From: Asian Art Museum Limited Edition: 35 Exhibition: The Dragon’s Gift: The Sacred Arts of Bhutan Material: Printed vinyl Dimensions: 35" x 72" (88.9cm x 182.88cm)
Hanging Hardware Included
First created in Tibet, thangka art was also popular in the remote mountain kingdom of Bhutan. Painted on fabric or paper with paints, inks, or dyes, thangka served as colorful icons for Buddhist worship. Considered spiritual objects, the pieces are also gorgeous works of art. Many Bhutanese artworks were brought together in the exhibition The Dragon's Gift: Sacred Arts of Bhutan at the Asian Art Museum.
These banners are offered for sale as a pair. The complete image spans two banners which, hung side-by-side, create an amazing diptych which covers a 6’ by 6’ space. Just place one (1) banner in your shopping cart, and you will receive two so you may display the banners as originally designed.
There are two constants in Bhutanese art: it is religious and it is anonymous. Artists follow strict conventions about how stories are told and, in almost all cases, the subject of Bhutanese art is the life and teachings of Buddha and the cycle of his reincarnation. The art often takes the form of the thangka, a style taken from Tibet. Painted with pigments and dyes on paper or fabric, thangka follow highly symbolic storylines in a highly geometric style.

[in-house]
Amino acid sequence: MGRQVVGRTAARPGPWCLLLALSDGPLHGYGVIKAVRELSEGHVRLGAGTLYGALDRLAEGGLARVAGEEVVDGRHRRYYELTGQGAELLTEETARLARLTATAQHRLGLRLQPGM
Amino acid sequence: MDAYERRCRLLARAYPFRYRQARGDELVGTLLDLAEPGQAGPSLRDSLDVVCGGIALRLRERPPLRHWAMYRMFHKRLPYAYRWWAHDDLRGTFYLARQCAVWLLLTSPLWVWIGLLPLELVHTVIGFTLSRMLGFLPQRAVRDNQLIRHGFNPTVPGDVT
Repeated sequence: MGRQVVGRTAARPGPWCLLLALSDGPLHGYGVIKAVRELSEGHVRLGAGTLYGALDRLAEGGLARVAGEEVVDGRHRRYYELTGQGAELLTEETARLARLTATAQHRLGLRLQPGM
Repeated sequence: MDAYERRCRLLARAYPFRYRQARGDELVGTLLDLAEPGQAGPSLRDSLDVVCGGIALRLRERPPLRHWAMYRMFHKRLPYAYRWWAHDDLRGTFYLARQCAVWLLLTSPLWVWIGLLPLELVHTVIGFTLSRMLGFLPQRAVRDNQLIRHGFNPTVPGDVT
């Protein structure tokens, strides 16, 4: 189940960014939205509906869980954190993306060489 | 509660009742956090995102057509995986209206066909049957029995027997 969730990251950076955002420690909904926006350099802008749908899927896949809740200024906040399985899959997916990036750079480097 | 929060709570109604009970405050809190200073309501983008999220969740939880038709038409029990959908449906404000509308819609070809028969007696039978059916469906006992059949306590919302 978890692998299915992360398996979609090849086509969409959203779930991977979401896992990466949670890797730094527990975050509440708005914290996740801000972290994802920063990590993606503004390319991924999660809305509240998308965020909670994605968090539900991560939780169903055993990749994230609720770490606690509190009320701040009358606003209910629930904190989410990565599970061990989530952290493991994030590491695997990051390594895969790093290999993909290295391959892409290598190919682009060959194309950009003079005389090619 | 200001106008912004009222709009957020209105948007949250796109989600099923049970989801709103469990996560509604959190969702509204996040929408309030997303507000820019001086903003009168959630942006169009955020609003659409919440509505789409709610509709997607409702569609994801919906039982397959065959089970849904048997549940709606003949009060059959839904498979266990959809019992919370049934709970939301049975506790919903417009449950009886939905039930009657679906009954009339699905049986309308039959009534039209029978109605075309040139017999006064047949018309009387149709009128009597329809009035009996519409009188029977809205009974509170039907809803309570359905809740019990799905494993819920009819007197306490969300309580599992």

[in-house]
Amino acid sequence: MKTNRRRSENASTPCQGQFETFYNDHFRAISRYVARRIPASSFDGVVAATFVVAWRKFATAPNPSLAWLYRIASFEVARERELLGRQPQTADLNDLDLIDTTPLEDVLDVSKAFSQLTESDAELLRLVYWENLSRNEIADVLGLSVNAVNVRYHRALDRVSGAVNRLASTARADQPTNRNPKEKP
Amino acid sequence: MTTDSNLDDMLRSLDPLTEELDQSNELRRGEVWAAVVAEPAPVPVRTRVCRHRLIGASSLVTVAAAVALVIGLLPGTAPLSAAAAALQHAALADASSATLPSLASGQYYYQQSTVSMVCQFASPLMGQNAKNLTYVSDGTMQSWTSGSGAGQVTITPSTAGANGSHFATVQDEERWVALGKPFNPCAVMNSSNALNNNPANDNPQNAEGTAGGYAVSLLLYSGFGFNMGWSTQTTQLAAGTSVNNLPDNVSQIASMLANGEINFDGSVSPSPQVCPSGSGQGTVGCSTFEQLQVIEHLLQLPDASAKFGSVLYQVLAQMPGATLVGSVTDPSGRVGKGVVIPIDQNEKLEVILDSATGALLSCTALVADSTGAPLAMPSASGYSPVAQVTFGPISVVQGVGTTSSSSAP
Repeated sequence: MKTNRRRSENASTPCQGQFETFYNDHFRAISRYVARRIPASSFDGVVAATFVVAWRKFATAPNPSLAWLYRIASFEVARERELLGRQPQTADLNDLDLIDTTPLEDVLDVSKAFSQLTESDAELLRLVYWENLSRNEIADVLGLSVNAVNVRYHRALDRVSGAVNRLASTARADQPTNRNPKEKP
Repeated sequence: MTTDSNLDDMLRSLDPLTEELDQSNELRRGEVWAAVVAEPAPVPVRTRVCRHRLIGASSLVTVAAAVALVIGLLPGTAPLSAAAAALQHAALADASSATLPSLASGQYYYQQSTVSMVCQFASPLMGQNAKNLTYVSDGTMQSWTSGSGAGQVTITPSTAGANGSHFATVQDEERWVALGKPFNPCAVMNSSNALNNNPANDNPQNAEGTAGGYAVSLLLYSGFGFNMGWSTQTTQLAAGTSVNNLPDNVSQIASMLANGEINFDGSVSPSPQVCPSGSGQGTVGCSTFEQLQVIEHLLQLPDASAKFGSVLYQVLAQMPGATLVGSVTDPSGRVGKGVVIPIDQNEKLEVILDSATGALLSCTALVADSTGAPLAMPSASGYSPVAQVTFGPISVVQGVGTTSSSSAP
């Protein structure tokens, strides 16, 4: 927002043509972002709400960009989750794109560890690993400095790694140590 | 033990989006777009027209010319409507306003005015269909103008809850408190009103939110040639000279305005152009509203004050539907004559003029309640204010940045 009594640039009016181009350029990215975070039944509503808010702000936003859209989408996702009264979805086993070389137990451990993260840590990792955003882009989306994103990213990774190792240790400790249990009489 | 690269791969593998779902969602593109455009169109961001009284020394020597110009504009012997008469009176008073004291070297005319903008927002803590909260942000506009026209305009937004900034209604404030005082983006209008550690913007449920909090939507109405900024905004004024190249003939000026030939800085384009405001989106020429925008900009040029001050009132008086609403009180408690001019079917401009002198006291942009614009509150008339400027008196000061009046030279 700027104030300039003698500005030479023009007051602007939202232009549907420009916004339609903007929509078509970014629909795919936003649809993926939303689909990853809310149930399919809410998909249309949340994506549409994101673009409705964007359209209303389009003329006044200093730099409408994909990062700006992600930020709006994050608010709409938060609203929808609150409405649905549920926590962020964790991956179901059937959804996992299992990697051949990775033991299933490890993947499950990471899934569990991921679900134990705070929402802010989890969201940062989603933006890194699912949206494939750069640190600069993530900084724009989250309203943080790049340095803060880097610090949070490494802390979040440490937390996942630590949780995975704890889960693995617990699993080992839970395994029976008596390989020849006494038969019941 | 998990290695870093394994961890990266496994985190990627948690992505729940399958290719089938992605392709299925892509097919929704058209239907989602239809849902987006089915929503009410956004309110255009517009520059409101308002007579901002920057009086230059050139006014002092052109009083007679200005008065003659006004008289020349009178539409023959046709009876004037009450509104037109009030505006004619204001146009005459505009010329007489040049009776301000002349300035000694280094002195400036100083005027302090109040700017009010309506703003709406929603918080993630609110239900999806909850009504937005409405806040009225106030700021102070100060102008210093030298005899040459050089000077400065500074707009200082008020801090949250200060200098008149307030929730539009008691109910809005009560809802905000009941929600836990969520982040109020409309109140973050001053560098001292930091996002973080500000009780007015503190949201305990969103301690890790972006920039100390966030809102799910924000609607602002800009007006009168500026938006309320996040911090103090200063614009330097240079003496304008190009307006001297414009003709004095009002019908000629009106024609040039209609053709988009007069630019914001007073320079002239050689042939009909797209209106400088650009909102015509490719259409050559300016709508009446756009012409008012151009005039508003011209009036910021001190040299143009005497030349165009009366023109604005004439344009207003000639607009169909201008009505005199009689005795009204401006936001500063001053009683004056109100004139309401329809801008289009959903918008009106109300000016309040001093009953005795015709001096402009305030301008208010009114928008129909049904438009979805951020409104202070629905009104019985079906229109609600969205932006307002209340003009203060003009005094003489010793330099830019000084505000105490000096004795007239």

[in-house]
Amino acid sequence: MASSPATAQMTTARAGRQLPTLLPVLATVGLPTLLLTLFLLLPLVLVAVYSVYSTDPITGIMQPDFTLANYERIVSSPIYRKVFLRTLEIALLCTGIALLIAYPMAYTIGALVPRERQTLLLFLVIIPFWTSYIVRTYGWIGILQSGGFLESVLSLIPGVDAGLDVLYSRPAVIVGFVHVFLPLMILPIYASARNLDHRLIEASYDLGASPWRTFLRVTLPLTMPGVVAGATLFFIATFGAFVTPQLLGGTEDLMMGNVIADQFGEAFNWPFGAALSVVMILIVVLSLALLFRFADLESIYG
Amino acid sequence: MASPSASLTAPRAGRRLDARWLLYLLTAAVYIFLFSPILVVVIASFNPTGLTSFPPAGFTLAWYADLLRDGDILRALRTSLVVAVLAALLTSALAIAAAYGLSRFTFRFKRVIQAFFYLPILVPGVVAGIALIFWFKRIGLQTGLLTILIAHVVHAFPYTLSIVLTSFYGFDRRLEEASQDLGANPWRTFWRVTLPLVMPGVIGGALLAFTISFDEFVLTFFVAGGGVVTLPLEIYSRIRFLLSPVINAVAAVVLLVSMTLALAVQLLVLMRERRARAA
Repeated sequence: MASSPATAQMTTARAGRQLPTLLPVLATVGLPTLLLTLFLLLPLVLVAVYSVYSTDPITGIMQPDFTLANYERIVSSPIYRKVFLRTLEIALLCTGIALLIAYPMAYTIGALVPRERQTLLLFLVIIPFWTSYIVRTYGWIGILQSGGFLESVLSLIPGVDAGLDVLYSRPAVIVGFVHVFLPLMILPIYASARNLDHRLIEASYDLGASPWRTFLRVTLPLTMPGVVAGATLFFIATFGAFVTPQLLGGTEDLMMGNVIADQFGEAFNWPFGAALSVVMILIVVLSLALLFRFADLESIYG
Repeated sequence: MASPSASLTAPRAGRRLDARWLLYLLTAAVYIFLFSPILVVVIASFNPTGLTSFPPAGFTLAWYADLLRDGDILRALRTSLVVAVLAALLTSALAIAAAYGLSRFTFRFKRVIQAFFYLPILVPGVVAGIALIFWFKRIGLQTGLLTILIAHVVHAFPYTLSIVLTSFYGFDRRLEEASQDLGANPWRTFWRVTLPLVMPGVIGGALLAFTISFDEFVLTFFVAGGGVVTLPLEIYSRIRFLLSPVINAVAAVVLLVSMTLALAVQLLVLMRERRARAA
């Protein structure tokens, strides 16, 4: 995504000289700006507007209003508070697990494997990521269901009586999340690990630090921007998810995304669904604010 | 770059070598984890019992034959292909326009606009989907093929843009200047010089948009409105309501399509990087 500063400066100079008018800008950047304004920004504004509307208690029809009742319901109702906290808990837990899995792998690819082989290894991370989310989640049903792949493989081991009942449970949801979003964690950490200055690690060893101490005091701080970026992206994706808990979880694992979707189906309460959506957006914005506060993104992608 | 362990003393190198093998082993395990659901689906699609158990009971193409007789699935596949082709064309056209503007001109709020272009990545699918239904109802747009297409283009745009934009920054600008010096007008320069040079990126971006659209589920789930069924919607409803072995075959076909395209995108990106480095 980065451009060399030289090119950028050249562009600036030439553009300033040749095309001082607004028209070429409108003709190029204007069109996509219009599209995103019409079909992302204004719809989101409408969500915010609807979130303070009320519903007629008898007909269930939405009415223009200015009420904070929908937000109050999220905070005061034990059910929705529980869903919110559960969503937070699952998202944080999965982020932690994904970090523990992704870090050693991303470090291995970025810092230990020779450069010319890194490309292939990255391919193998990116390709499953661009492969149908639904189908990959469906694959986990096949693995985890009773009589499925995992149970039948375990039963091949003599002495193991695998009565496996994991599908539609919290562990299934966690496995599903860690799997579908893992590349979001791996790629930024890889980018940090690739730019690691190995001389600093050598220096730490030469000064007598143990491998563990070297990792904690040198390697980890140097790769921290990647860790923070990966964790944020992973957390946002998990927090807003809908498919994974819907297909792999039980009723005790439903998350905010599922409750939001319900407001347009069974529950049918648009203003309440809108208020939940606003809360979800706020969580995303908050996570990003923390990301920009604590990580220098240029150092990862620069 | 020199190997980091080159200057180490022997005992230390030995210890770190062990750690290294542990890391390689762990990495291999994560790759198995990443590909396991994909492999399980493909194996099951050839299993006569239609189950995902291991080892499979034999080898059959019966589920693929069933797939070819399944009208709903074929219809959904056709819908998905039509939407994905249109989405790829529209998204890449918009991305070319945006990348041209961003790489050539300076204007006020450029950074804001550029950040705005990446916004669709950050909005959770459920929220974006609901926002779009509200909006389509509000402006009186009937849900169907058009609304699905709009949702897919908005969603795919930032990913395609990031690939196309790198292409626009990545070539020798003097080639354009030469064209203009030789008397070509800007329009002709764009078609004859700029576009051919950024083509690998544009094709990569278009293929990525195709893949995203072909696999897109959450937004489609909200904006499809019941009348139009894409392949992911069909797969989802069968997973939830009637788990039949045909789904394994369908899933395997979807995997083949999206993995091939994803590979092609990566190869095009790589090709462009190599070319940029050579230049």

This banner features a thangka of a seated Guru Nyima Ozer, the Sunray Yogi. He is believed by some Buddhists to be a reincarnation of Buddha, and is on manifestation of “The Lotus Born”, an Indian sage said to have brought Tantric Buddhism to Bhutan and Tibet in the 8th century. In this image by an early 19th century Bhutanese artist, the Guru is shown naked save for a tiger skin loincloth. His Khatvanga (staff adorned with skulls and streamers) points up toward the sun, as he represents the illumination of the darkness of the mind through the insight of Dzogchen (the natural, primordial state of the mind that leads to enlightenment). Painted with rich colors and great detail, the artist shows both the fine detail of the Guru’s face and body, and the swirling motion all around him. The work, as other Bhutanese art, is not considered art by Buddhist worshippers. It is an object for ritual use; a sacred image that aids in Buddhist practices. The Bhutanese Ambassador to the UN explained that the show was not an exhibition, but rather “a special opportunity for those who visit to receive blessings from these special objects.”
These banners were designed to be hung side-by-side on a street pole, so hanging two together creates a complete diptych. On the front, the image floats on a dark blue background. Above white and yellow text reads “The Dragon’s Gift/BHU”, and below the image white letters read “Asian Art”. The message is completed on the back of the banner which is also dark blue. Above the image white and yellow text reads “Sacred Arts of/TAN”, and below in white “Museum/Feb 10 – May 20”.
These banners were displayed around San Francisco from February 20 through May 10, 2009 to promote the exhibition The Dragon’s Gift: The Sacred Arts of Bhutan at the Asian Art Museum. The exhibition was also seen at the Honolulu Academy of Arts, The Rubin Museum of Art in New York, the Musée Guimet in Paris, and the Museum of East Asian Art in Cologne.